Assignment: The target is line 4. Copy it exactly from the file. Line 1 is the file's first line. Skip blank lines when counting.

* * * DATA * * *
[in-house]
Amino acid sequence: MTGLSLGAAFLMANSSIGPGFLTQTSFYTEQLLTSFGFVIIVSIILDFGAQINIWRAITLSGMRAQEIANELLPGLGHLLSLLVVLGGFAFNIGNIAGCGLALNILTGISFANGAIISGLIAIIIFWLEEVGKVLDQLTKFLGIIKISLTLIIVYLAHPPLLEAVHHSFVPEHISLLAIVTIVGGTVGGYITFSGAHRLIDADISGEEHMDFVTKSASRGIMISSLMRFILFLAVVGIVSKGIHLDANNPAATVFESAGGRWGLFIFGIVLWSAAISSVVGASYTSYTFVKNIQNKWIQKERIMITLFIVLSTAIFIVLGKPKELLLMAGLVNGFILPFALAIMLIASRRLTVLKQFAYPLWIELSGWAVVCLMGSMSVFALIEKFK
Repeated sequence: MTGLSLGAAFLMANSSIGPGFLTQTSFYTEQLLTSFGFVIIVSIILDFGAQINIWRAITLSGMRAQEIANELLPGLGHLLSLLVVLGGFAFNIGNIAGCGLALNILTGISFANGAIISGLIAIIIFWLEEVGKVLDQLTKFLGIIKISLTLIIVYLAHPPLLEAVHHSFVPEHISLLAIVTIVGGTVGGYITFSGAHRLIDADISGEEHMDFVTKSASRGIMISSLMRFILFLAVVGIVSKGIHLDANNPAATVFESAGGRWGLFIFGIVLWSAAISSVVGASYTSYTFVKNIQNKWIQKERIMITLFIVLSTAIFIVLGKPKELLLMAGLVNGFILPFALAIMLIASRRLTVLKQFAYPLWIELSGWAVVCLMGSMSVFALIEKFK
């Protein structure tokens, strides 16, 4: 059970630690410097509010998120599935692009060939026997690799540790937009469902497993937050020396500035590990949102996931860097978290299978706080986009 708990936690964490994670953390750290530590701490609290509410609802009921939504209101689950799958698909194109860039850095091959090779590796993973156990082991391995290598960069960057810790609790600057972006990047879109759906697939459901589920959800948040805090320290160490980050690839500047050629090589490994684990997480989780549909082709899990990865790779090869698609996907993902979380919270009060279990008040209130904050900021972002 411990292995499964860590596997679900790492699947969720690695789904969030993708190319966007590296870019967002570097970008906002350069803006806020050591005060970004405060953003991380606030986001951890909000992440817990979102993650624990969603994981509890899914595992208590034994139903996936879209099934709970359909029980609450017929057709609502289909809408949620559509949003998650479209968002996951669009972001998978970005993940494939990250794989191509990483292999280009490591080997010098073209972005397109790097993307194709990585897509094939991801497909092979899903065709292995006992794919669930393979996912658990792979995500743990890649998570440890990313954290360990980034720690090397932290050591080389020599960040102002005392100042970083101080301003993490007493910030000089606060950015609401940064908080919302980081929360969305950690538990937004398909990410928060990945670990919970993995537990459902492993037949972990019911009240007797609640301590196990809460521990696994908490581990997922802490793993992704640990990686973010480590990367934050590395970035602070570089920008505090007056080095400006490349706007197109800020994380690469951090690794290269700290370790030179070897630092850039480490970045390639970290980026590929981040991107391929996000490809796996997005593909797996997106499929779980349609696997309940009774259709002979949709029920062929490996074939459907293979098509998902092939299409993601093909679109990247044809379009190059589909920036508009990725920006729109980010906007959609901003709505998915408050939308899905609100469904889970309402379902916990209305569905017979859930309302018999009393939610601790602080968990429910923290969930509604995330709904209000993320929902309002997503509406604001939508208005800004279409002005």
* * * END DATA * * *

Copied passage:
């Protein structure tokens, strides 16, 4: 059970630690410097509010998120599935692009060939026997690799540790937009469902497993937050020396500035590990949102996931860097978290299978706080986009 708990936690964490994670953390750290530590701490609290509410609802009921939504209101689950799958698909194109860039850095091959090779590796993973156990082991391995290598960069960057810790609790600057972006990047879109759906697939459901589920959800948040805090320290160490980050690839500047050629090589490994684990997480989780549909082709899990990865790779090869698609996907993902979380919270009060279990008040209130904050900021972002 411990292995499964860590596997679900790492699947969720690695789904969030993708190319966007590296870019967002570097970008906002350069803006806020050591005060970004405060953003991380606030986001951890909000992440817990979102993650624990969603994981509890899914595992208590034994139903996936879209099934709970359909029980609450017929057709609502289909809408949620559509949003998650479209968002996951669009972001998978970005993940494939990250794989191509990483292999280009490591080997010098073209972005397109790097993307194709990585897509094939991801497909092979899903065709292995006992794919669930393979996912658990792979995500743990890649998570440890990313954290360990980034720690090397932290050591080389020599960040102002005392100042970083101080301003993490007493910030000089606060950015609401940064908080919302980081929360969305950690538990937004398909990410928060990945670990919970993995537990459902492993037949972990019911009240007797609640301590196990809460521990696994908490581990997922802490793993992704640990990686973010480590990367934050590395970035602070570089920008505090007056080095400006490349706007197109800020994380690469951090690794290269700290370790030179070897630092850039480490970045390639970290980026590929981040991107391929996000490809796996997005593909797996997106499929779980349609696997309940009774259709002979949709029920062929490996074939459907293979098509998902092939299409993601093909679109990247044809379009190059589909920036508009990725920006729109980010906007959609901003709505998915408050939308899905609100469904889970309402379902916990209305569905017979859930309302018999009393939610601790602080968990429910923290969930509604995330709904209000993320929902309002997503509406604001939508208005800004279409002005």